Tour the FortFort Jadhavgadh was made in the year 1710 as a place of residence as well as a safe haven when being attacked by enemies. Although not as magnanimous as other Maratha era Forts like Sinhgadh, Jadhavgadh had quite a few architectural similarities and a fine example of maratha craftsmanship.
Built on a quaint hill top all that was visible of the fort, and still is, were the gigantic walls of brown black stones. The steps going up the main entrance were huge stone blocks making it easier for the animals like horses and elephants going up the fort. But the step way itself was curved. A sharp left turn after the initial climb and then again a steep climb with a left turn after entering through the main spiked doorway. This was essentially done to make the task of a probable enemy and his troops all the more cumbersome if they had to force entry through the main door, inadvertently giving precious time for those inside for last minute preparations.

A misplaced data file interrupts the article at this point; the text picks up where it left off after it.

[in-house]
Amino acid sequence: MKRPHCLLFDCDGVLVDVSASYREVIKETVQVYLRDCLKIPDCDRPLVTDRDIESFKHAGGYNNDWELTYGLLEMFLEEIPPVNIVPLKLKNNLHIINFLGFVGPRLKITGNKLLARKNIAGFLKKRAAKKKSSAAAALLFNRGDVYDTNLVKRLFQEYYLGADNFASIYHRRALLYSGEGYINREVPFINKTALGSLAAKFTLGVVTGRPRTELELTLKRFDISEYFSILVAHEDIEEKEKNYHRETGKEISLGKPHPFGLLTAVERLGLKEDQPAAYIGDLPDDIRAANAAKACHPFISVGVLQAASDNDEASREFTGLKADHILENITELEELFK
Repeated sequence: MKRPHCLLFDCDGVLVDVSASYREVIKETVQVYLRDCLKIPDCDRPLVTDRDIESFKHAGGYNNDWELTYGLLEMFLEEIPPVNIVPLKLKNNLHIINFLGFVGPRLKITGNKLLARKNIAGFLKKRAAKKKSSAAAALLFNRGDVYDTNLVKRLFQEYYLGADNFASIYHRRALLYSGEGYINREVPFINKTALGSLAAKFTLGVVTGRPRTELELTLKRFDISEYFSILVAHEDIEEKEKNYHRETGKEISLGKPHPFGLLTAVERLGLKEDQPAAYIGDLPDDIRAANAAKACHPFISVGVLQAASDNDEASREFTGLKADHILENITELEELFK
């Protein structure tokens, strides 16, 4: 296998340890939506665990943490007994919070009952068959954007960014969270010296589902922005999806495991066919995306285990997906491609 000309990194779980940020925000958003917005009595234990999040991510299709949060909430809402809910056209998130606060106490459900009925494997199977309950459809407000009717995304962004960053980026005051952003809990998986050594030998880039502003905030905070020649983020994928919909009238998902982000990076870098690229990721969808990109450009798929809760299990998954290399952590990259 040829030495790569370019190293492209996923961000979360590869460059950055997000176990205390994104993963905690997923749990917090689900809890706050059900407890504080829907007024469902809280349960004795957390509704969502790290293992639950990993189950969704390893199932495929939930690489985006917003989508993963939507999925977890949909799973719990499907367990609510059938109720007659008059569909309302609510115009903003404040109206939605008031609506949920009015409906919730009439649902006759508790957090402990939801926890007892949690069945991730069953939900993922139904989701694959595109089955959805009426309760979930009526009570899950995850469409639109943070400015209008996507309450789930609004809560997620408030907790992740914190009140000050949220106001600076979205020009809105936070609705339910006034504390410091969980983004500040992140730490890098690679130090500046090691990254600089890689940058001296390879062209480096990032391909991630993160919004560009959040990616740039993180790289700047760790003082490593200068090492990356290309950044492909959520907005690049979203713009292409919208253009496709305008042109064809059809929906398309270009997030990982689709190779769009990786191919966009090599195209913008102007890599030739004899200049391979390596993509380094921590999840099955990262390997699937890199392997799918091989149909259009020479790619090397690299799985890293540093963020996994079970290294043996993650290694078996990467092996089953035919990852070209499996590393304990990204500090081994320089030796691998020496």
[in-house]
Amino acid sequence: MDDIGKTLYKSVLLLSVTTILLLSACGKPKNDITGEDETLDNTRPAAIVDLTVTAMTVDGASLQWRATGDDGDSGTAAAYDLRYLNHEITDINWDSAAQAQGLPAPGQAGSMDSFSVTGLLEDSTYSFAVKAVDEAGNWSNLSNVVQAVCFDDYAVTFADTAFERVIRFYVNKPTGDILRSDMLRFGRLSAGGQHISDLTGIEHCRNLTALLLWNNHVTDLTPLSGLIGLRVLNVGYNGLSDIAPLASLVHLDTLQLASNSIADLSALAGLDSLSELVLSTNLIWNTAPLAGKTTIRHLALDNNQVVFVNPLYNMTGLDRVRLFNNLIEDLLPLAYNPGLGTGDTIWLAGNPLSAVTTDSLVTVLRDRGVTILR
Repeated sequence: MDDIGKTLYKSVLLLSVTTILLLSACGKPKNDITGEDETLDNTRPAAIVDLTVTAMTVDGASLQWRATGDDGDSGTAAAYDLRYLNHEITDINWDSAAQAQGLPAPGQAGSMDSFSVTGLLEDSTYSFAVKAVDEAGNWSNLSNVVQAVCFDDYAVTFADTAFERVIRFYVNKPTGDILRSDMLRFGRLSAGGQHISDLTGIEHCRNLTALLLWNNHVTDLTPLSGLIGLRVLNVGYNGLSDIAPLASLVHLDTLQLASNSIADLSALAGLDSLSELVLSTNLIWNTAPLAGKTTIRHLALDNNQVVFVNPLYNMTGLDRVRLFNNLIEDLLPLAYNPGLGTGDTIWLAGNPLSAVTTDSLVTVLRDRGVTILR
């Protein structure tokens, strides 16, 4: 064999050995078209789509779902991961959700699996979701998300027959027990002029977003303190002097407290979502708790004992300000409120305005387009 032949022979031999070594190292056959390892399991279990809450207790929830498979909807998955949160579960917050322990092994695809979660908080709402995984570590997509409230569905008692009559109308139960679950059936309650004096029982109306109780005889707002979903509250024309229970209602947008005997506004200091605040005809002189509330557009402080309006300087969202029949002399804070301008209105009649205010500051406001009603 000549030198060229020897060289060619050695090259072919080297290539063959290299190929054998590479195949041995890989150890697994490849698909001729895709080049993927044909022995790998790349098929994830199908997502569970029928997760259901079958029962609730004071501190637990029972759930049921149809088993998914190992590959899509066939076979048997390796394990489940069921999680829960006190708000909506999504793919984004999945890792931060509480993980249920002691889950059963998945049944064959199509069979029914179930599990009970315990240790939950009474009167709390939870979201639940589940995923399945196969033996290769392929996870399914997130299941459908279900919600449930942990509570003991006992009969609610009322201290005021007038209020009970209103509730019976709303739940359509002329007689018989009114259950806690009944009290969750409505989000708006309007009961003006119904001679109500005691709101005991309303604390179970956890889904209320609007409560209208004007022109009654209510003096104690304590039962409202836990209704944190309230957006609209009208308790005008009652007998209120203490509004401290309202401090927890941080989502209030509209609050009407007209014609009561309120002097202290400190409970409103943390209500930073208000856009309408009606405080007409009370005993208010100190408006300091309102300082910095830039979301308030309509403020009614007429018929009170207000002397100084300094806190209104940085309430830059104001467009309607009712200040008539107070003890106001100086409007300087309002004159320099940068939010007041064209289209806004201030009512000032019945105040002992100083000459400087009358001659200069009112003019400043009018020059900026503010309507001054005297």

Inside the fort was divided into the outer walled area and an inner structure where the women folk resided. This area was also utilized for rain water harvesting, dexterously taking benefit of the ample showers the region received and saving water for future use.
A number of dungeons were also made in the fort, the main purpose of these being to store grains and as was inevitable during those tumulus times, to keep prisoners of war. Till date, four of these enigmatic dungeons have been traced and are being restored. It is believed that one of the dungeons may be a secret pathway that Pilaji Jadhavrao and his men used in times of crisis.
For most, the fortress was built for practical purposes, devoid of any intricate designs, delicate carvings or decorative art on the ceilings and wall. But the wood work, the main durwaaza wearing an armor of spikes, the rock stair ways and the core area residential quarters are a sharp contrast from the 800 sq. ft. houses we are so used to today. Most definitely, it was people with grand status and even bigger hearts who resided in this warrior's den some 300 years ago.